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Types Of Drybags

Dry bags are a type of luggage designed to keep your gear dry in a variety of conditions. They are commonly used in sports such as kayaking and sailing as well as on the beach or even on the back of a motorbike. In this article we will look at the different types of dry bags and what you should expect from them.

To see the full range of dry bags that we sell please click here.

Barrel Dry Bags:

Barrel shape dry bags are probably the most common dry bag style. They are cylinder shaped with an opening at one end. The seams in these dry bags are normally welded by RF welding to make them watertight. Gear is loaded in from the open end of the bag. The open end is normally closed by rolling down the extra material at the top then fastening 2 clips together.

Watch our video How to close a dry bag to see this in action.

This method of closure is waterproof in most conditions. Is should withstand rain, waves, and if the bag is dropped in the water it should provide a sufficiently airtight seal to enable the bag to float for a period of time. Most bags with roll down tops will eventually let water in if the bag is kept immersed under water for long enough as the water gradually makes its way around the folded material. This situation is rare tough and in most situations you would need to physically force the bag underwater and hold it there to achieve this.

Some drybags have transparent viewing panels on the side to allow you to see the contents and locate your lost socks down at the bottom of the well stuffed bag.

This style of bags is popular for use as sailing dry bags.

60L Dry Bags - Black with Window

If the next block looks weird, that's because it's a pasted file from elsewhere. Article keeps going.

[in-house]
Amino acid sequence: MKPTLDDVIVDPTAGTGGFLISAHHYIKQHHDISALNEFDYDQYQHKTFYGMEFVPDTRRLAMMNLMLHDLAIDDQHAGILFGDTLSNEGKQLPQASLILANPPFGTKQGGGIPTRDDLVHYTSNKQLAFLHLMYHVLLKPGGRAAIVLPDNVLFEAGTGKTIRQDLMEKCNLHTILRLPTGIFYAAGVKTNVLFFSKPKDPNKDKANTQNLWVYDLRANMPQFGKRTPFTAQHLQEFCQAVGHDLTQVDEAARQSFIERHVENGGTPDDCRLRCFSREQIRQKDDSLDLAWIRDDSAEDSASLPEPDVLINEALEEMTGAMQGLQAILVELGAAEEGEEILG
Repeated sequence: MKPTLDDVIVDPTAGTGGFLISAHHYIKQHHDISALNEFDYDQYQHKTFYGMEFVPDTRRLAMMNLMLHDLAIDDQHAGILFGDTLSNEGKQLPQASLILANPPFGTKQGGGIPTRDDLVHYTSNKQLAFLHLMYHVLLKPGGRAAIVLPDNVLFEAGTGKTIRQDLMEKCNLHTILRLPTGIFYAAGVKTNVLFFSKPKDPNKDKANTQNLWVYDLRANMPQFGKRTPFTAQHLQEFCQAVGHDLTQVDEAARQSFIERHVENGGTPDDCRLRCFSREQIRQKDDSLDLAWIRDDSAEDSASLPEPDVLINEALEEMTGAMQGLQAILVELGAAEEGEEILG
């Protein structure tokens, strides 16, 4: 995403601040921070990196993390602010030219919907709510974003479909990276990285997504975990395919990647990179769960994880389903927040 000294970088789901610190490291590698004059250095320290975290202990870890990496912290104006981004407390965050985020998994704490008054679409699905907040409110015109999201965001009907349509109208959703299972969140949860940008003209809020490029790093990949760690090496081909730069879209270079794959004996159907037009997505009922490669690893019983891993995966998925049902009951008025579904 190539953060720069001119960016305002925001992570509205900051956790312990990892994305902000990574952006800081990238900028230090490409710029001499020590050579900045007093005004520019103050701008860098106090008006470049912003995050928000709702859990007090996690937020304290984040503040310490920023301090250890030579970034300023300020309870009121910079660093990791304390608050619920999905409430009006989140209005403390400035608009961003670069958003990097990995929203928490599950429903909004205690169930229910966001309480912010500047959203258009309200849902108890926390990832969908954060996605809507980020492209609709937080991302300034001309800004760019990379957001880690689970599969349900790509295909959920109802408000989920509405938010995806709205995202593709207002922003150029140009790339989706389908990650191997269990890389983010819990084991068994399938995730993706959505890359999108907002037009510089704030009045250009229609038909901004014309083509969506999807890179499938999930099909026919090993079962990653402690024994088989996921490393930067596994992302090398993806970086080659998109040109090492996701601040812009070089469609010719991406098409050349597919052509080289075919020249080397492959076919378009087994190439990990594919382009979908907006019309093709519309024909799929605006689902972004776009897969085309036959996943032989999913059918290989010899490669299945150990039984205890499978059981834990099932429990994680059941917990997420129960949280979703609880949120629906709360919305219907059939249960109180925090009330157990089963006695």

Holdall Dry Bags:

Holdall dry bags normally have a wider opening that roll top barrel bags. This allows you to get access to the contents more easily than a barrel bag. Generally speaking the closure of a holdall bag is not as watertight as a barrel bag as it is more difficult to maintain pressure on the rolled down material. The bags are still watertight in most conditions and the difference would really only be seen in total immersion situations.

40L Dry Bag Holdall - Yellow

Rucksack Dry Bags:

Rucksack drybags come in a variety of sizes and are used in different ways. Some hill walkers use them instead of traditional rucksacks and love the fact that all their gear is still dry at the end of a day walking in the rain.

Rucksack bags are also very popular in industry where a whole variety of remote workers use them to ferry equipment to and from the worksite. We have seen them used in offshore windfarms, with pylon workers for their safety gear, as rope bags, in offives and factories for their fire marshals emergency gear and many more applications where you need to keep essential kit dry whilst being carried.

60L Dry Bag Rucksack

Kayak Dry bags:

Drybags are almost an essential item for kayaking and in particular sea kayaking. Keeping your gear dry so that you can camp when you reach your destination is pretty essential. The hatches in many oats are not totally dry and putting your gear into drybags and then into hatches should ensure that your kit is still dry when you reach your destination.